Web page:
Typical symptoms of an inflammatory diet are: menstrual cramps, infertility (gestational problems: preeclampsia, prematurity), joint pain, back pain/sciatica, acne, allergies, asthma, autoimmune diseases. There is increasing evidence that obesity not only produces inflammation, but that an inflammatory diet can lead to obesity. An inflammatory diet, especially if augmented with antibiotics, disrupts the normal gut flora and leads to an inflammatory replacement flora that supports chronic inflammation throughout the body.

Chronic inflammation and much of the damage caused by chronic inflammation is reversible by a shift to an anti-inflammatory diet and lifestyle (described elsewhere on this blog.)

Deutch B. 1995. Menstrual pain in Danish women correlated with low n-3 polyunsaturated fatty acid intake. Eur J Clin Nutr. 49(7):508-16.

Goldberg RJ, Katz J. 2007. A meta-analysis of the analgesic effects of omega-3 polyunsaturated fatty acid supplementation for inflammatory joint pain. Pain 129(1-2):210-23.

Bell RF. 2007. Food and pain: should we be more interested in what our patients eat? Pain. 129(1-2):5-7.

Tuesday, December 2, 2008

Leptin and Diabetes

Fat cells produce the hormone leptin. Early experiments showed that leptin could ameliorate some of the effects of mouse models of type I diabetes, but it was always thought that the leptin just improved the activity of the small residual amounts of insulin produced by the rats. A recent experiment with genetically insulin deficient NOD mice, shows that leptin expressed by a virus infection reverses the symptoms of diabetes.

The NOD mouse strain is defective in the hormone, IL-2, that preserves tolerance to self proteins. As a result, a high percentage of the NOD mice develop symptoms of type I diabetes melitis, high blood glucose and ketosis. These animals will die without injected insulin.

In recent experiments, the NOD mice showing symptoms of diabetes were injected with a strain of adenovirus that had been engineered to express leptin. The leptin-expressing NOD mice displayed a rapid reversal of diabetes symptoms and began to gain weight normally. The high blood sugar and ketosis in NOD mice was stimulated by glucagon release in response to lack of insulin. Leptin stopped the glucagon release and reduced additional production of glucose by the liver and lipid oxidation that yielded the ketosis.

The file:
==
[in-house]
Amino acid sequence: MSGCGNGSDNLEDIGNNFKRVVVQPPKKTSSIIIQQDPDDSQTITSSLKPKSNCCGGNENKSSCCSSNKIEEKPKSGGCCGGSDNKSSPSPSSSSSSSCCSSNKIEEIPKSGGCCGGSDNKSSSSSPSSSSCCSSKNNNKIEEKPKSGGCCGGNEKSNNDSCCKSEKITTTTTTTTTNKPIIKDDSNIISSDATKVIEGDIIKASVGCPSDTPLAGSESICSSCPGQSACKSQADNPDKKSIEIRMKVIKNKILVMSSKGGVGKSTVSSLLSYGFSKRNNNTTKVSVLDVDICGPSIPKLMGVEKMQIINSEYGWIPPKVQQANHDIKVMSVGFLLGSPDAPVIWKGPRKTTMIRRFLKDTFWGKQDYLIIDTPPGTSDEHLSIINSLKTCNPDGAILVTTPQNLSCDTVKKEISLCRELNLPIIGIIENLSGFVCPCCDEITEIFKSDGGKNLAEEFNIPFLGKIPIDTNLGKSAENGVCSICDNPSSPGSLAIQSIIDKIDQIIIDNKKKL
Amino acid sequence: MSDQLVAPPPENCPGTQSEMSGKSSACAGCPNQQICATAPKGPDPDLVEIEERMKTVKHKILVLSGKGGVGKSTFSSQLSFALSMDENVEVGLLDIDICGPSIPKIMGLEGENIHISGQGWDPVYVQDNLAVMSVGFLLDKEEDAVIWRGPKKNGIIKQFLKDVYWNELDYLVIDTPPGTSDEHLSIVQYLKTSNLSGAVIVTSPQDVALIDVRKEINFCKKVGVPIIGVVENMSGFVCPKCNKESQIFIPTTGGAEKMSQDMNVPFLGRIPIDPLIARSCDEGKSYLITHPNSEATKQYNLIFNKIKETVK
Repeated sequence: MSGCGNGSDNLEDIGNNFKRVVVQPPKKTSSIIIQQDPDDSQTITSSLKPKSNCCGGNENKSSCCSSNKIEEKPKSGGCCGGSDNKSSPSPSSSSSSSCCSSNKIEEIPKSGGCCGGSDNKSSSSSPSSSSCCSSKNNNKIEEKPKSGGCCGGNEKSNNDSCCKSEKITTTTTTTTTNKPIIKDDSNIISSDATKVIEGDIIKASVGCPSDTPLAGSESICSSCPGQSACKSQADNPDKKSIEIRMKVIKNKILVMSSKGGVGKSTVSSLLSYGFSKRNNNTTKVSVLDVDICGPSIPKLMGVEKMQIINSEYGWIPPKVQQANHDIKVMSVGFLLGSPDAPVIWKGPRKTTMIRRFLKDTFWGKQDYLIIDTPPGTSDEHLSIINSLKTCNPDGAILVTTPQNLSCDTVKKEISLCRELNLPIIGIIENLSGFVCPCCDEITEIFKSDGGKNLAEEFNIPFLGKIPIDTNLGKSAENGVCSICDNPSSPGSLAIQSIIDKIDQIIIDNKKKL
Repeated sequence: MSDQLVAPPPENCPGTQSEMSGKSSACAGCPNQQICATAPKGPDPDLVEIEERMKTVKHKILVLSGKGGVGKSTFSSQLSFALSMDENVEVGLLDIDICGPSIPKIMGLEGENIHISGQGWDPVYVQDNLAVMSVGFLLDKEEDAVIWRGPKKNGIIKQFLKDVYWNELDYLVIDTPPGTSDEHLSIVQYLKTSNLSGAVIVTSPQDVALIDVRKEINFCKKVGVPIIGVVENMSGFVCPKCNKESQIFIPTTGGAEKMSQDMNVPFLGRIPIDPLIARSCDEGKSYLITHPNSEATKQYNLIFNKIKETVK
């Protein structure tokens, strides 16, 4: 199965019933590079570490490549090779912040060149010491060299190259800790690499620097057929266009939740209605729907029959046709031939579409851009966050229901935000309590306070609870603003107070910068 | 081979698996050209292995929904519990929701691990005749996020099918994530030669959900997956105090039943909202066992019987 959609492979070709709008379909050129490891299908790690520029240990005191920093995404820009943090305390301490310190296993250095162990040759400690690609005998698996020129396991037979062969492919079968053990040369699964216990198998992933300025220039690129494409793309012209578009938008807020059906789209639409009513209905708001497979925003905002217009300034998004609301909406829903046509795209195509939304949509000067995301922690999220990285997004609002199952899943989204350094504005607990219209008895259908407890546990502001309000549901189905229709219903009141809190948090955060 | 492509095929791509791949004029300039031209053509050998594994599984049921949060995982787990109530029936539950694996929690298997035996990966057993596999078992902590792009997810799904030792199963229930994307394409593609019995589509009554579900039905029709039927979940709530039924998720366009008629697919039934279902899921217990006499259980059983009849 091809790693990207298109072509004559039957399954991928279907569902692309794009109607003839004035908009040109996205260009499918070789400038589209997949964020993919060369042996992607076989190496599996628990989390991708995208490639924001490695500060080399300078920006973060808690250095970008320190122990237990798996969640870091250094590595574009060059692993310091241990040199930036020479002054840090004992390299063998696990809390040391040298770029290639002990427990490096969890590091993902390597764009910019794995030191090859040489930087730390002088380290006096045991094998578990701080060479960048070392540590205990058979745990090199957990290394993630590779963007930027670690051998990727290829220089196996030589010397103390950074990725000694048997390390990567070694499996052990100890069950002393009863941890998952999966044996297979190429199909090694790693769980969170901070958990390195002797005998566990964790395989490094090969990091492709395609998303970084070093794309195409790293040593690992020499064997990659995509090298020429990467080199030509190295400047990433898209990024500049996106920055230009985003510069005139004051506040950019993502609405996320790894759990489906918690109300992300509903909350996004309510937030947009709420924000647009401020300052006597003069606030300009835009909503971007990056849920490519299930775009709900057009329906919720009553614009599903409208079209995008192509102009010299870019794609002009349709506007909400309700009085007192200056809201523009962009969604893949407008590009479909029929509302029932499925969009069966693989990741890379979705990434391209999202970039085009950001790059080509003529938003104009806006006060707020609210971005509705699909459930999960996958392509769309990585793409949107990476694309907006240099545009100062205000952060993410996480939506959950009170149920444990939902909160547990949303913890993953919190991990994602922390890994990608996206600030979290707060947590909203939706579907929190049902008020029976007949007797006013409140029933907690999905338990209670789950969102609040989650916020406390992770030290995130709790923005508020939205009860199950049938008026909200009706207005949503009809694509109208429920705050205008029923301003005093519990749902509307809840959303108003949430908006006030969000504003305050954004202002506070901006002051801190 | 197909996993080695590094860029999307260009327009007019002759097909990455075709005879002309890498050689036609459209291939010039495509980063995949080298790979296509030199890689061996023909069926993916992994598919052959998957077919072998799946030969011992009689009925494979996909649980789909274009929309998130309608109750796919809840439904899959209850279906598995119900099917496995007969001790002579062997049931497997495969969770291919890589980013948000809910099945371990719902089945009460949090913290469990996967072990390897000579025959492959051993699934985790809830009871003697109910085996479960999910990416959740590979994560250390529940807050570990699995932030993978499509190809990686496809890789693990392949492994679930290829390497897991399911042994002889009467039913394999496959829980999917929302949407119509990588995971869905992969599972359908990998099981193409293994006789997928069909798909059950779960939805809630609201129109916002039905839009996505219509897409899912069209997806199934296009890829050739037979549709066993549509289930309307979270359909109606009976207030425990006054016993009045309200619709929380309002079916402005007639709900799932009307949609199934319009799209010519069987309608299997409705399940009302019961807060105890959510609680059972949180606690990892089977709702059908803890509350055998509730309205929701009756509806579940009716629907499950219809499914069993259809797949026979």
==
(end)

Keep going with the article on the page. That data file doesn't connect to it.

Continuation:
Muscle access to glucose in the NOD mice was restored by leptin by the induction of insulin-like growth factor 1 and its receptor. The NOD + leptin mice had normal blood sugar, but ate half the normal amount and had no body fat.

These are very promising results for type I diabetics, because it indicates that insulin injections are not the only approach to treatment. Stimulation of leptin production may be very useful and this new approach is being intensely investigated.

Yu X, Park BH, Wang MY, Wang ZV, Unger RH. 2008. Making insulin-deficient type 1 diabetic rodents thrive without insulin. Proc Natl Acad Sci U S A. 105(37):14070-5.

Monday, December 1, 2008

Anti-inflammatory Octopus

I always envied the neurophysiologists who studied the giant axons of lobster, because they could always eat their failed experiments. I was working on a fungal disease of soybeans. It had no gourmet prospects. My revenge came decades later, when I took a “research” trip to Tuscany to study the impact of Mediterranean cuisine on inflammation. Fish, cephalopods, red wine and tiramisu were my test materials and I was the test organism. For a month, I felt no stress, no inflammation and no pain. Recent research articles support my subjective conclusion that seafood and red wine from Siena to Venice are anti-inflammatory.

Recent tests of the fatty acid composition of Mediterranean fish and octopus show that the ratio of omega-3 to omega-6 fatty acids in the fish and octopus is roughly 2:1. (In contrast, the US ratio is 1:20) The omega-7 fatty acid, palmitoleic acid, which appears to act as an anti-inflammatory hormone, was also present. The prominent place of seafood in the Mediterranean diet and the high omega-3-rich fatty acid composition of that seafood, combined with the absence of the inflammatory, omega-6-rich vegetable oils, corn, soy, safflower, of the inflammatory US dietand the use of olive oil, go a long way to explain the relatively low incidence of inflammatory diseases in people who eat a Mediterranean diet. Just add some sunshine and exercise, and you will live better and longer.

Oh, by the way, the tiramisu was my daughters’ project to evaluate local variation of that dessert throughout Italy. So we ate tiramisu at a different restaurant each day for a month. The differences were amazing and the best tiramisu in Italy is ...

But the bottom line is the same. The Mediterranean diet is nothing more than another variant of the anti-inflammatory diet and lifestyle that I have been discussing throughout this blog. Biomedical research says that the US diet is killing us. You can go to Tuscany or you can just shop, cook and live wisely wherever you are.

Ozogul Y, Ozogul F, Cicek E, Polat A, Kuley E. 2008. Fat content and fatty acid compositions of 34 marine water fish species from the Mediterranean Sea. Int J Food Sci Nutr. Oct 29:1-12.

Ben-Youssef S, Selmi S, Ezzeddine-Najai S, Sadok S. 2008. Total lipids and fatty acids composition of the coastal and the deep-sea common octopus (Octopus vulgaris) populations: a comparative study. Nutr Health. 19(3):195-201.